The temple is divided into three parts - the 'Garbha Griha' or the sanctum sanctorum, the 'Darshan Mandap' where the rituals are conducted and the 'Sabha Mandap' where devotees assemble. The Garbha Griha portion has its canopy covered with a sheet of gold offered by Queen Ahilyabai Holkar. The complex has 15 idols. especially attractive is the one-meter high image of Badrinath, finely sculpted in black stone. It represents Lord Vishnu seated in a meditative pose-padmasan
# Special Pujas
Are also performed on behalf of individuals. Every puja must be preceded by a holy dip in the Tapta Kund. Some of the special morning pujas are Abhishek, Mahaabhishek, Geeta Path. Some special evening pujas are Aarti & Geet Govind. Such pujas are to be booked in advance. The temple opens at 0430 hrs & closes at 1300 hrs. Once again it opens at 1600 hrs & closes at 2100 hrs after the divine song Geet Govind. Rawal is the administrator-Pujari of the temple well versed in puja ceremonials & Sanskrit language and is expected to be celibate.
Cradled in the Nar-Narayan mountain ranges with the grand Neelkanth peak forming an enchanting backdrop, Badrinath is one of the holiest Hindu pilgrimages. It is located on the left bank of river Alaknanda in Chamoli district of Uttarakhand. According to legends, the Badrinath temple dates back to the Vedic age. However, the present temple is believed to have been established by saint-philosopher Adi Shankaracharya. Badrinath along with Yamunotri, Gangotri and Kedarnath form the Chota Char Dham, one of the important pilgrimages for Hindus. Chota Char Dham is often confused with the Char Dham (four abodes or centers of pilgrimage) pilgrimage necessary for Hindus to perform in their lifetime.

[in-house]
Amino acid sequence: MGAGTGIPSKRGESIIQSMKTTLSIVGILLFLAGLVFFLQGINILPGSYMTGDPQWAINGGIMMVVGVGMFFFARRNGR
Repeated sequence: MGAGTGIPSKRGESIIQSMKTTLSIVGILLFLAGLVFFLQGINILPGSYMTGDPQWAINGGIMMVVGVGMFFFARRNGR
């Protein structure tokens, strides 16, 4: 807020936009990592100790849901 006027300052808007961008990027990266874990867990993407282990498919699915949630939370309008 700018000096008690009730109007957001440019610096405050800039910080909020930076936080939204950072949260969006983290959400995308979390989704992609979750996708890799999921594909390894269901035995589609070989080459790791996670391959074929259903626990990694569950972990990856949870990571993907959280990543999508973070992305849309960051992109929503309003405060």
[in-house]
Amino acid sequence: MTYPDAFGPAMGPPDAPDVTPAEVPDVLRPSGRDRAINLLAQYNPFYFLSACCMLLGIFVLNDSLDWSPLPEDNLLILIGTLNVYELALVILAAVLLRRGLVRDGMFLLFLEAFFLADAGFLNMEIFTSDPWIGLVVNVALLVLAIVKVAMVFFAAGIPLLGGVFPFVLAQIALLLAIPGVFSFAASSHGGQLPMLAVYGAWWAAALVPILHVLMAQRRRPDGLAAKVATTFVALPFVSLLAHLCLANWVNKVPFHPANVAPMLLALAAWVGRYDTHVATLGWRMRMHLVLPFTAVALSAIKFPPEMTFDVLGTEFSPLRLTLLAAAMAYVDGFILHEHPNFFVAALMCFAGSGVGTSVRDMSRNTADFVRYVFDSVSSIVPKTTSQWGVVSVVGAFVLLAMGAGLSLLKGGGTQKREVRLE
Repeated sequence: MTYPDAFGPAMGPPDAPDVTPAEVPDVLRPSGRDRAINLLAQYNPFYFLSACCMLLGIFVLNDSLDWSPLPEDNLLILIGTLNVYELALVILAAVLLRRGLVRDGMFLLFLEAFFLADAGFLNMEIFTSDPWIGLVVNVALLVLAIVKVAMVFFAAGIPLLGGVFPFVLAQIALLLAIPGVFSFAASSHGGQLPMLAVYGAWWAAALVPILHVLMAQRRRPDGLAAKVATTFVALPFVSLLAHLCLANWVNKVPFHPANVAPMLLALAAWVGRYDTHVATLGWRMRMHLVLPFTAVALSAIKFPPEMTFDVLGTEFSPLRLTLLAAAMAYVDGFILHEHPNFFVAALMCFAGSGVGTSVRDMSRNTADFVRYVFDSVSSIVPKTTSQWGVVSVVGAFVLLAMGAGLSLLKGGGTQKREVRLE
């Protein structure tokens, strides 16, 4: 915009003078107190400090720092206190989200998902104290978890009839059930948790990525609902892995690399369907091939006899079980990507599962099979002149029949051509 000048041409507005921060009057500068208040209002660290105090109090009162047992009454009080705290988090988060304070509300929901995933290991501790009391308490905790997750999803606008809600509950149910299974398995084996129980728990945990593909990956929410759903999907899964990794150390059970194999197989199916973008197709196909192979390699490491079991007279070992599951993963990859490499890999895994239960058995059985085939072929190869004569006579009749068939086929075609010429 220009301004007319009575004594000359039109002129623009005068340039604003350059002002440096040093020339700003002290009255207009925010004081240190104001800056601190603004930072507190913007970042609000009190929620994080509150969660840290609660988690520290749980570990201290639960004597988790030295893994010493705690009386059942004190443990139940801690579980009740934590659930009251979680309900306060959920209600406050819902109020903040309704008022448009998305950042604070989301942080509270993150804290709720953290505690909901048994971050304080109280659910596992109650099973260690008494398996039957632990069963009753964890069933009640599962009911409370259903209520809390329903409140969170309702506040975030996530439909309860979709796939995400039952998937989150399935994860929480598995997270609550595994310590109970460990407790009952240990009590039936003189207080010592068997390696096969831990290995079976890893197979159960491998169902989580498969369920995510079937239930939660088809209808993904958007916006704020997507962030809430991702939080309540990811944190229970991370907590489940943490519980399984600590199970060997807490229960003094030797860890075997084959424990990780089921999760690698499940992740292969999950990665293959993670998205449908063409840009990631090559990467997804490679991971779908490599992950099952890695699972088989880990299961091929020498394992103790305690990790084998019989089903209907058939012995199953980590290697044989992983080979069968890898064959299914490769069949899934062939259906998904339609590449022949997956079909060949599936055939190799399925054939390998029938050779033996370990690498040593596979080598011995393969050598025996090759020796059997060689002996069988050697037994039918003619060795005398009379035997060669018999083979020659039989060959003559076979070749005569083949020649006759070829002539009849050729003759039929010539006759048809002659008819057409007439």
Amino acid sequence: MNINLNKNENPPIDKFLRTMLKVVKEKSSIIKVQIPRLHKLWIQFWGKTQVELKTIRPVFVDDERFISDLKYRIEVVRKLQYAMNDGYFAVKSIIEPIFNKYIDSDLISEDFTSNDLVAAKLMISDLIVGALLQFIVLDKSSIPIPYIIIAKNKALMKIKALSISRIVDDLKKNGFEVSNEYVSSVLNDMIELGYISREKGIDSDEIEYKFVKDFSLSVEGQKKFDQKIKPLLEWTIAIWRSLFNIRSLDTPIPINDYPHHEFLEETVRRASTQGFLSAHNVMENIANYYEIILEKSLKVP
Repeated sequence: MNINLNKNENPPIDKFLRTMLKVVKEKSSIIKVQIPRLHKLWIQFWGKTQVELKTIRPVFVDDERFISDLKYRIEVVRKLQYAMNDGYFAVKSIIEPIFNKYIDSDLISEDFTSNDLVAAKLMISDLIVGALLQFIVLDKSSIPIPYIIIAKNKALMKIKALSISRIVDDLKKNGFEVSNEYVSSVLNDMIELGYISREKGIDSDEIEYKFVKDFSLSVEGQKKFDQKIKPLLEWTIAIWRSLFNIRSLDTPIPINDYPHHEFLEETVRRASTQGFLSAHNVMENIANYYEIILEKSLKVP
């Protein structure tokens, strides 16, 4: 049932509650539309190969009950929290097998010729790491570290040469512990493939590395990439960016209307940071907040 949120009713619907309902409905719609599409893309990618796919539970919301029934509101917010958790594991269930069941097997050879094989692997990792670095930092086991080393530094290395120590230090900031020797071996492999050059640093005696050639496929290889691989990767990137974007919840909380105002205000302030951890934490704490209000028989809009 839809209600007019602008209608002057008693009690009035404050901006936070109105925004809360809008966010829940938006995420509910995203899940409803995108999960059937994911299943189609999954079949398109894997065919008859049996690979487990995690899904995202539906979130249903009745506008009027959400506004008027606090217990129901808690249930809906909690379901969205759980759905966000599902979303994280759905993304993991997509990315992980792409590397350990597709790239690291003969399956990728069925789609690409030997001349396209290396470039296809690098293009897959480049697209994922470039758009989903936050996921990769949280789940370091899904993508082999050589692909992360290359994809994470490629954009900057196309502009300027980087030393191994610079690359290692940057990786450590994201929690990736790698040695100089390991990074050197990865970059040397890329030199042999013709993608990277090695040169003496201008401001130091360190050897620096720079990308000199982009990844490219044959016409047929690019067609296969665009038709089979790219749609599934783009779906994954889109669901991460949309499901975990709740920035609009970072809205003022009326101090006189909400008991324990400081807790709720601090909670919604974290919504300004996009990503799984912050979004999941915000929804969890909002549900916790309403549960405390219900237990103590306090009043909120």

# Badrinath temple along with the temples at Puri, Dwarka and Rameswaram form the Char Dhams.
Badrinath, at 3,133 metres, remains covered in snow for over six months. During the period, the temple remains closed and the deity, Lord Badrinath, is shifted to Joshimath, one of the four Maths (monasteries) established by Shankaracharya. Gangotri, Yamunotri and Kedarnath temples also close at the same time. Though road access to Badrinath has improved, safety is a major concern. Landslides and road accidents are a regular occurrence.
The road to Badrinath remains crowded since the route also leads to Hemkund Sahib, an important Sikh pilgrimage site. All motorized transport from Joshimath is obliged to move in convoys and the road is closed at night. The route to Badarinath is very fascinating with hilly terrain, hairpin bends and scenic Himalayan vistas.Hot water springs are among the natural wonders at Badrinath.Devprayag, Rudraprayag, Karnaprayag, Nandaprayag, Vishnuprayag and Pandukeswar are among the other pilgrimage sites on the route to Badarinath.
# Best Places to stay in Badrinath
Since the town hosts large crowds of pilgrims from all over the country during summer it is advisable to book your accommodation in advance. As it is located in the mountains, no air conditioning is needed in Badrinath. In addition to hotels, there are several ashrams in Badrinath which offer accommodation. Ashrams are quite cheap and also provide food at minimal costs. Ashrams cost less than Rs 100 a day, but do not provide any luxury services.
Economy class rooms cost lesser than most other tourist places. ‘Luxury’ suites cost at least Rs 3,000. Tourists are allowed to pitch their own tents and one can get ready made tents from local shops. However, it is advisable to stay in hotels that provide easy access to the temple and main parts of the town.
# Best Places to Eat In Badrinath
Since it is a pilgrimage site, restaurants here serve only vegetarian food. (Permit to serve non-vegetarian food ends at Rishikesh.)The food services at Badrinath are seasonal and so there is hardly anything available off-season. Hotels also don’t serve alcohol since they do not have a permit.